It is pointed out in the ‘Introduction’ that ‘movements for peace and justice still receive little attention in secondary schools and college survey courses’ (xxi). Not only students but also many American and international readers will learn more about the American struggle and efforts for peace and justice for the first time by reading this book. Movements for peace and justice are often not reported in the media and also such a history is not well-written in school textbooks in many countries. Therefore, it is eye-opening and encouraging for readers in the US and abroad to know more about the American people’s efforts for peace and justice. The book should be read abroad because there are different ideas on various issues such as nuclear weapons in different countries. For example, most Japanese people may not know that many Americans have also been working hard for the abolition of nuclear weapons. It is encouraging for Japanese people to know more about this, as they may then feel greater solidarity with American people.

In the book, an emphasis is put on non-violent and peaceful ways to deal with issues for peace and justice. Many readers could learn much from these alternative ways to deal with issues without using force. The book also shows not only the importance of individual efforts for peace and justice but also the power of action by united peoples. Concerned citizens can learn what to do and how to deal concretely with various social and political issues from this book.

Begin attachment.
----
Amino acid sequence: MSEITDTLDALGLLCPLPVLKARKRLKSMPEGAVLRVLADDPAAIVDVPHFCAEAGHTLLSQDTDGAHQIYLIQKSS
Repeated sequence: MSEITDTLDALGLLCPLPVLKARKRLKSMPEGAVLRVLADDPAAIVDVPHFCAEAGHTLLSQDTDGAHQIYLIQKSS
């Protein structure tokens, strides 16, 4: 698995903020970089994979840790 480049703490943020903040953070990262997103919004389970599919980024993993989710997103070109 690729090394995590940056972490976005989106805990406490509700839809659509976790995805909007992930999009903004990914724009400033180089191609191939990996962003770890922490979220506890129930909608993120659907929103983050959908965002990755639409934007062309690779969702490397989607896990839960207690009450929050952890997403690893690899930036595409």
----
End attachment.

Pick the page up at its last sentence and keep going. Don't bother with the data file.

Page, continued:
Though an excellent and thought-provoking book, it would additionally be beneficial if other peace leaders, such as Barbara Reynolds (1915 – 1990), could be introduced in the next edition of the book. Reynolds and her family sailed the ship “Phoenix” to protest against hydrogen bomb tests in the Pacific Ocean in 1958. Reynolds’ husband, Dr. Earle Reynolds as captain, was put under arrest. Her family was influenced by a yacht called “The Golden Rule” in which four Quakers had tried to protest the American hydrogen bomb tests in the Pacific Ocean, but they were arrested, which is introduced in the book For the People. Subsequently, Barbara Reynolds founded the World Friendship Center in Hiroshima on August 7th, 1965, to provide a place where people from many nations can meet, share their experiences, and reflect on peace. Thus, her work is worthy of inclusion in this fine text. Additionally, the Peace Resource Center at Wilmington College in Ohio is also noteworthy because it was founded in 1975 as well by Barbara Reynolds. The inclusion of Reynolds would provide an added gender dimension to the work, as well as discussion of how Americans have influenced peace movements in the US and abroad.

It would also be beneficial if the Peace and Justice Studies Association (PJSA) could be introduced in the book. This is because, according to its website, the PJSA “serves as a professional association for scholars in the field of peace and conflict studies. PJSA is dedicated to bringing together academics, educators, and activists to explore alternatives to violence and share visions and strategies for peacebuilding, social justice, and social change.” The inclusion of PJSA will expand the study into the present as this society actively engages in contemporary social movements to address the peace and social justice issues of today.

In conclusion, the book is very good for many readers across the world, especially students studying Social Studies and American History as well as those studying Peace and Conflict Studies. It would also be a positive contribution to the global field of Peace Studies if the book could be translated into many languages.

Kazuyo Yamane
Ritsumeikan University